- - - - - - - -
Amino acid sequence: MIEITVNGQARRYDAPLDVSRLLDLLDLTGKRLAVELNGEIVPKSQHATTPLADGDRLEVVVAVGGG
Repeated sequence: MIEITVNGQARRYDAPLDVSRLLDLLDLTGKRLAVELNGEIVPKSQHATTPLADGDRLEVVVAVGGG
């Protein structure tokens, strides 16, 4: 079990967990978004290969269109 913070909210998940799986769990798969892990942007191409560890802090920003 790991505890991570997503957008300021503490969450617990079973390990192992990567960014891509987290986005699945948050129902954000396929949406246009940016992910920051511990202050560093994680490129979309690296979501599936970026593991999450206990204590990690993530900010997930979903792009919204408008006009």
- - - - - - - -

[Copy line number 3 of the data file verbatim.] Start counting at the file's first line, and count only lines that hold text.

């Protein structure tokens, strides 16, 4: 079990967990978004290969269109 913070909210998940799986769990798969892990942007191409560890802090920003 790991505890991570997503957008300021503490969450617990079973390990192992990567960014891509987290986005699945948050129902954000396929949406246009940016992910920051511990202050560093994680490129979309690296979501599936970026593991999450206990204590990690993530900010997930979903792009919204408008006009």